We wish it to be distinctly understood that we do not withdraw from anything essential to pure Wesleyan Methodism. We only dissolve our connection with Episcopacy and Slavery. These we believe to be anti-Scriptural, and well calculated to sustain each other.

So it was that in 1843, “while everybody was watching with bated breath, hoping the unreconciled Southerners would not bolt and sunder the church, [the abolitionists] marched out in the other direction.” Orange Scott and La Roy Sunderland along with a “small band of preachers and followers withdrew from the Methodist Episcopal Church.” The key issues driving this withdrawal were the social issue of slavery and episcopal church polity. While slavery was the dominant issue of the times, it was not actually the propulsive reason for withdrawal. The unjust treatment of the abolitionists which episcopal polity made possible was the effective cause. This same social issue-church polity combination reemerges as the underlying cause of Bible Methodism some 120 years later.

The Wesleyan Methodist solution to this problem of polity is reflected in the name of the new organization: The Wesleyan Methodist Connection of America. The Episcopal form of government inherited from Wesley and Anglicanism, was replaced with a loose connection of societies or churches which characterized the Methodist movement in its earliest days. Essentially, Wesleyan Methodism established a congregational republican polity. The primary differences between the Methodist Episcopal Discipline and the newly created Wesleyan Methodist Discipline were “the form of the government and in its attitude toward certain moral questions.”

The subsequent history of the Wesleyan Methodist Connection is a long and rich one. However, only those points which serve to elucidate the background of Bible Methodism will be noted. The Wesleyan Methodists became progressively conservative both practically and theologically throughout the 19th century. The doctrine of entire sanctification, so intimately connected with Methodism, was further refined in the General Conference of 1891, evidencing the influence of the burgeoning Holiness Movement. Wesleyan Methodism was closely associated with the Fundamentalist movement in the early part of the 20th century. Nicholson, writing in the 1930’s, states “The Wesleyan Methodist doctrines are distinctively allied with the group known as ‘Fundamentalists.’”

Worldliness, Episcopacy, and Bible Methodism


The years following World War II were in many ways turbulent ones for the Wesleyan Methodist Church. Nicholson describes the national attitude as one of “indifference toward spiritual values.” In the face of a growing tendency toward independence on the part of the local churches and the Annual Conferences, the General Conference began moving to strengthen its supervision of both the Annual Conferences and the local churches. In 1943 the General Conference recommended the development of a stronger, “central supervisory authority to oversee the work of our Church.” This recommendation was adopted by the 1947 General Conference along with the change of the name of the denomination from The Wesleyan Methodist Connection of America to The Wesleyan Methodist Church of America. Although these two changes were slow in coming, they reflect a monumental reversal of the very ecclesiological and church polity principles which were at the heart of the creation of The Wesleyan Methodist Connection.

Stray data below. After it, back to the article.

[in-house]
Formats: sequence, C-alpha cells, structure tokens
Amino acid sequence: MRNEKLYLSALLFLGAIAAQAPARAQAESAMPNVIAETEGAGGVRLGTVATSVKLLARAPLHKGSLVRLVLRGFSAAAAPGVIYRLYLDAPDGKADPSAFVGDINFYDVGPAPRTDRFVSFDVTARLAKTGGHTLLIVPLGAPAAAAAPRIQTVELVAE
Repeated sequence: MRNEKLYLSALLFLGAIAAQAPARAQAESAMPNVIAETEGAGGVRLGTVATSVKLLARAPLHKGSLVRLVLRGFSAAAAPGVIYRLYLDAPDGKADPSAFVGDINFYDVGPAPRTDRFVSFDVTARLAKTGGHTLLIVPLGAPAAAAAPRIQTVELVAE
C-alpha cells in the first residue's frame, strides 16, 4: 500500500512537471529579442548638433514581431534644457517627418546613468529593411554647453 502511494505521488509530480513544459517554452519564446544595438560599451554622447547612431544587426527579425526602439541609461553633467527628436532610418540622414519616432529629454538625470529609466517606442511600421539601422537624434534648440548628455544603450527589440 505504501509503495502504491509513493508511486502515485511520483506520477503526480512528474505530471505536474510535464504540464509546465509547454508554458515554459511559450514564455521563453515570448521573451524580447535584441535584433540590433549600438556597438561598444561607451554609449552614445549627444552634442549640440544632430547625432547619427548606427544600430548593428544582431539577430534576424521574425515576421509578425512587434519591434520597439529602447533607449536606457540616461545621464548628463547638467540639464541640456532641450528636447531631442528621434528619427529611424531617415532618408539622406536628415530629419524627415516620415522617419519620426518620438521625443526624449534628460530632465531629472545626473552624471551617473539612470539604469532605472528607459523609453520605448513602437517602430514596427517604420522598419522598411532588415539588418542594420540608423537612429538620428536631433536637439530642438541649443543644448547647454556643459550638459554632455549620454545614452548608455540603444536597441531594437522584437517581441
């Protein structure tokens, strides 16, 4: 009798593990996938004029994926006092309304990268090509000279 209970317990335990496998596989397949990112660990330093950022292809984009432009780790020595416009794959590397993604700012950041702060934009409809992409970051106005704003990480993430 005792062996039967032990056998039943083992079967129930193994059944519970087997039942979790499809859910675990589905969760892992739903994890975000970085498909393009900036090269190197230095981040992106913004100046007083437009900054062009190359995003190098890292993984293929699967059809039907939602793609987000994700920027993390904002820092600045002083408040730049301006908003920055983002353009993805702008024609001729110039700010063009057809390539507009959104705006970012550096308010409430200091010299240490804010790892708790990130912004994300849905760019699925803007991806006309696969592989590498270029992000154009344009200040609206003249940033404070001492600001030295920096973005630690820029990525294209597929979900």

“The foment which the [WM] Church experienced over the next twenty-one years revolved about the quest for a proper balance between the rights and responsibilities of the individual, the authority and the responsibility of the annual conference, and the power of the General Conference.” Accompanying this movement toward greater centralization was a trend away from the standards of separation from the world which had previously characterized Wesleyan Methodism.

Another background factor in the process that lead to the creation of Bible Methodism that is completely unrecognized by Nicholson is the influence The Inter-Church Holiness Convention (IHC). The IHC was created in 1952 as a means of bringing together the conservative element of the Holiness movement in one place for mutual edification and support. The Convention was a tremendous success and was regularly attended by thousands of holiness people. During the 1950’s and early 1960’s, Communism was thought to be the forerunner of the Anti-Christ, and an indication of the imminent return of Christ. The National Council of Churches and the World Council of Churches were considered by many to be front organizations for Communism. Much of the preaching of this era communicated the belief that these world-encompassing groups were soon to take over the world, that the believer should guard against any encroachment of worldliness, and that he should separate from those who were “going worldly.” This focus gradually developed into a powerful emphasis on, in Trouten’s words, “come-outism.”